In mid-October of 2016, I got an email from a collector in New Mexico, who noticed from my VAPS page, that I have a Monster Bash pinball machine. He wanted to know if anyone in AZ has ever asked me if I’d sell mine, because he had one in his collection that he was looking to sell. He also mentioned that he had a bunch of games, and that he was hoping to sell them as one lot. I replied, and told him that I have had some people ask about my Monster Bash, and that if he’d be willing to email me a list of his games and how much he’s looking to get for the lot, I’d reach out to my fellow AZ collectors and see if anyone’s interested in doing a group buy.
After that, I never heard back from him, and between prepping for Halloween, anxiously awaiting the arrival of my Ghostbusters machine, and having a full game room that already includes a Monster Bash, I forgot all about it.
On December 11th, however, he wrote me back and said that his original email to me was from an old address that he hardly ever checks. He told me that he was still looking to sell off his entire collection of about 50 games (plus parts, boards, signage, jukeboxes, and a couple other odds and ends), and when he told me the dollar amount that he was looking to get for all of it, it was just too sweet of a deal to pass up. Regardless of whether or not anyone was interested in going in on the deal with me, I told him I’d be there on Saturday with cash in hand.
Realizing that a haul of this kind was going to be too big of an undertaking for one person, I immediately reached out to my friend, Jawhn, who has gone in with me on a few other transactions. We struck a deal (I got to keep the Monster Bash machine as my finder’s fee, and we’d split the proceeds from everything else 50/50). We rented a couple of 26′ trucks with lift gates, and we were off:
It was about a four-hour drive to Rodeo, NM, which is just on the other side of the AZ border. There, we were greeted by Chris Talbot, owner of The Lost Arcade (this photo is actually from the middle of the day – hence my very dirty right hand).
Chris gave us the grand tour (a mix of old EM games, 80’s classics, 90’s fighters, and modern era games), and shared some great stories about how he came into possession of some of them. You could tell that owning and operating The Lost Arcade was a labor of love that he cherished, and that this was going to be a difficult day for him, emotionally. We also met his wife, Kathleen, along with a few friends of the family. One of my favorite things about this hobby is the wonderful people that you get to meet and the stories they tell. These could not have been nicer people.
Jawhn and I were in a race against the sun (it was a race that we would ultimately lose), so we loaded up the games as fast as we could. Fortunately for us, Chris had a few of his friends over to help us out. Monster Bash, the crown jewel of the collection, proved to be the most difficult to move. Unable to fit it through the doorway, we very carefully took it out through a window. There were a couple of other games that couldn’t fit, and unfortunately, we had to leave those behind for someone with a bit more time on their hands, and a few more tricks up their sleeve.
After loading up the first truck, Jawhn and I followed Chris and Kathleen down a series of dirt roads to their house, where Chris had a couple more games tucked away: a Star Castle and a Dog Fight EM machine. We loaded those up, along with some boards and parts, and upon leaving the Talbots’ house, we got lost trying to navigate ourselves back to the highway from the dirt roads. Jawhn’s cell phone was completely dead, and mine only had about 10% left, but fortunately, Chris picked up when I called him, and he talked us through getting back to the highway. Whew!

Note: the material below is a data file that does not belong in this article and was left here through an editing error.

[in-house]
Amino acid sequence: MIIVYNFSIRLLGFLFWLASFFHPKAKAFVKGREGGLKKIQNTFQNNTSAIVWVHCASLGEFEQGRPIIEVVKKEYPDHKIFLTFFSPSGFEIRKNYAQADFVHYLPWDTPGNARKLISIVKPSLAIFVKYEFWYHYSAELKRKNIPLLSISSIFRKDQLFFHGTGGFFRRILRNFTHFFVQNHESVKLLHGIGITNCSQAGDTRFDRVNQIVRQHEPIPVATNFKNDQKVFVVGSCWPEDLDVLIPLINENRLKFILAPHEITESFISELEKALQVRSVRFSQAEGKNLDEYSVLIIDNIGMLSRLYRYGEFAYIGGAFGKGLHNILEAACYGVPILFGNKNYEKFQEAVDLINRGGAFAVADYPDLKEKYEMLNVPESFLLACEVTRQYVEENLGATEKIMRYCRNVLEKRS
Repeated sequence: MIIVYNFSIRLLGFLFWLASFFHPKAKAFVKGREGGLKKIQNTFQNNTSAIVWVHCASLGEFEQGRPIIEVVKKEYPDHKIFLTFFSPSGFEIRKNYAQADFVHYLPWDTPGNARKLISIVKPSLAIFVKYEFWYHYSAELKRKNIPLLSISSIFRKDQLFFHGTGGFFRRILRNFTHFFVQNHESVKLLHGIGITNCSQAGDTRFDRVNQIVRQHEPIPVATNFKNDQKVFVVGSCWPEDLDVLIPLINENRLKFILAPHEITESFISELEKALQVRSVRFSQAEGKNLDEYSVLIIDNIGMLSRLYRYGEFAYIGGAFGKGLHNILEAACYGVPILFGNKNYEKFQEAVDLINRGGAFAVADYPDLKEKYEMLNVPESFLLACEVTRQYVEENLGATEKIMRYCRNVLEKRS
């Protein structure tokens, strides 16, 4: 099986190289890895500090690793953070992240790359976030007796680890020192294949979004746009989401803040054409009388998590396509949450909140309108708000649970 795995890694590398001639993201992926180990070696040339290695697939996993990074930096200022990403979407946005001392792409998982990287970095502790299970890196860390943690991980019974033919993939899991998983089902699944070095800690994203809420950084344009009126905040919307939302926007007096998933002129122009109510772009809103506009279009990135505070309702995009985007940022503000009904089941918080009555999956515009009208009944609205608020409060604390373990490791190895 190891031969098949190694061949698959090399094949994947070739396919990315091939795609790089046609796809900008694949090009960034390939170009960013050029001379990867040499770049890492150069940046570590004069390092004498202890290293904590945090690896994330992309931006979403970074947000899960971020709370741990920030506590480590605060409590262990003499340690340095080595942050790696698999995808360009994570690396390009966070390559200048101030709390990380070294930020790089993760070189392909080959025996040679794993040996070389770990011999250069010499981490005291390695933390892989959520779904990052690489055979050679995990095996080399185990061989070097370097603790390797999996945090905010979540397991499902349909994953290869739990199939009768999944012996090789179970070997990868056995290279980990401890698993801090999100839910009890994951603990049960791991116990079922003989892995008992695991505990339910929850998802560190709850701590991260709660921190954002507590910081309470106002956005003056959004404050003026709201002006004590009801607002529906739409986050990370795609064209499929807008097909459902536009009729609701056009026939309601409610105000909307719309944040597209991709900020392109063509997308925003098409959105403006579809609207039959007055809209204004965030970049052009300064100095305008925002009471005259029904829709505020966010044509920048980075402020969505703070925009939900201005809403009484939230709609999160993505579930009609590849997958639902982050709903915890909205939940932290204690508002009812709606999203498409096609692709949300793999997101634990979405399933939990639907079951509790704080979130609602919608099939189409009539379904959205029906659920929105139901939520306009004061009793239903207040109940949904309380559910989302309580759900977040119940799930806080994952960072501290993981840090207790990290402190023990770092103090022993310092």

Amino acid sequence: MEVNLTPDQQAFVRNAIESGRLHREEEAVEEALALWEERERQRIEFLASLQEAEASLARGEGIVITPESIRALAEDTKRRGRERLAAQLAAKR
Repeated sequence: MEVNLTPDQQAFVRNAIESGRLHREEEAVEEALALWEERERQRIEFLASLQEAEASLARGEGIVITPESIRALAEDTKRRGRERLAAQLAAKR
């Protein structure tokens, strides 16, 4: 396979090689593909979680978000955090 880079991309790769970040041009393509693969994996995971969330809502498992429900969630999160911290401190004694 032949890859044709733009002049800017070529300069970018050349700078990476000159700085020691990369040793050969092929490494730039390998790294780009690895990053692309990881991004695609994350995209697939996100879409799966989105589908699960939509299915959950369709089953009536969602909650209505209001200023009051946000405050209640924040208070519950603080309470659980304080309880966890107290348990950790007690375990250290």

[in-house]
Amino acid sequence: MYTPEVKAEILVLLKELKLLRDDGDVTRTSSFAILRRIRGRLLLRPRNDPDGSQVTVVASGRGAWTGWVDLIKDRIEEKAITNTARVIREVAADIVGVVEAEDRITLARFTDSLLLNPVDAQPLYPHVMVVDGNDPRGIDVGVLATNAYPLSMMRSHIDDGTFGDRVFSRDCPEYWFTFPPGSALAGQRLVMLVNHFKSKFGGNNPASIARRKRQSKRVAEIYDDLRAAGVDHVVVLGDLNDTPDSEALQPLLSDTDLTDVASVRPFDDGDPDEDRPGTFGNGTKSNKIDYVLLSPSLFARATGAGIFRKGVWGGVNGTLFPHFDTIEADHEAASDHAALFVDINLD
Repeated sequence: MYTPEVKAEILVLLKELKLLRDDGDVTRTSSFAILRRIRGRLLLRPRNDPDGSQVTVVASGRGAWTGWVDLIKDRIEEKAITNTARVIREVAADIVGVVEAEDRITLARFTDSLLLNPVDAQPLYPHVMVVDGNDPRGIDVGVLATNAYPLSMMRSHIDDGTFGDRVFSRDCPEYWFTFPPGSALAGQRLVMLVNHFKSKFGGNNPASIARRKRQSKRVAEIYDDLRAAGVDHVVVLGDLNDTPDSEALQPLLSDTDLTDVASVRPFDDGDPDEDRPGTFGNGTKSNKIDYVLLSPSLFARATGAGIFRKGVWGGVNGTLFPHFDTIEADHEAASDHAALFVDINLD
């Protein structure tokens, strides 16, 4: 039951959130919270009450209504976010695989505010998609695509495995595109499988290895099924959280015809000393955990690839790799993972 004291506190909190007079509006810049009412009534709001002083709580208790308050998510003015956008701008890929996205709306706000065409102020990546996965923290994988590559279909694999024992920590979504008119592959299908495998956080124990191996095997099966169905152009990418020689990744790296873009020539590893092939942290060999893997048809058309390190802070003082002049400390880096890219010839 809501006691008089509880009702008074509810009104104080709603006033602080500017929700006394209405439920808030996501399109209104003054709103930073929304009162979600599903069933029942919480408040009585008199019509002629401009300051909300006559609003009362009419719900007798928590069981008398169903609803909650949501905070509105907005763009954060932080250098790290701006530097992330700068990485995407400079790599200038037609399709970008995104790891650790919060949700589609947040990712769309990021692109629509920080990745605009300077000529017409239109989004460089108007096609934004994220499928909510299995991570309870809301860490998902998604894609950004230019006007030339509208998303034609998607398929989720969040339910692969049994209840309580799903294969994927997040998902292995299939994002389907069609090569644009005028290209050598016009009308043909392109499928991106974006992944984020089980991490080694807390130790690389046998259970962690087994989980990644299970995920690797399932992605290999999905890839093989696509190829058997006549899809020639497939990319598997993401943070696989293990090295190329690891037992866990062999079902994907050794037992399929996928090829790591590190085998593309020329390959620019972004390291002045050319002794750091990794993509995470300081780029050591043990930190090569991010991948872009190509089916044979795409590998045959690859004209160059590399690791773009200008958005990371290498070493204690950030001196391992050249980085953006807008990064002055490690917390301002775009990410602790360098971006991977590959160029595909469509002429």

We headed back to The Lost Arcade to fill up the 2nd truck with the last remaining games, boards, parts, and signs that we wanted, before heading to a covered area in the back, where more games were waiting. Unfortunately, these machines had been in the elements for a while and had fallen victim to water and rodents, so we left them behind for the next collector to pick.
We bid The Lost Arcade farewell, and after a very long but fruitful day that almost spanned a full 24 hours, I was back home and in my bed at around 4am. I needed to get at least 4-5 hours of sleep before even thinking about the unloading process.
My parents have a pretty big house, and my dad has a shop in the back, where he works on cars. They were kind enough to allow us to store the games there, until we can find good homes for everything. Alright, time to unload:
Here’s the Monster Bash, which is in pretty good shape:
After getting all of the games unloaded, I just had to get up on the lift gate and take a picture of the haul:
In total, I believe the final count was 1 pinball machine, 31 arcade games, 3 EM machines, and 1 jukebox. Oh, and 2 very tired and sore arcade collectors.
So what’s next? Well, a handful of the games have already been sold, including Monster Bash. I’m planning to use some of the money from that sale to add an Addams Family to my collection. If you’ve read my Monster Bash write-up, you may recall that I sold my original Addams Family machine in order to buy a Monster Bash. Wouldn’t it be weird* if a Monster Bash wound up being what brings The Addams Family back to Zombies Ate My Arcade?
You never know where this hobby is going to take you.
*edit: it happened!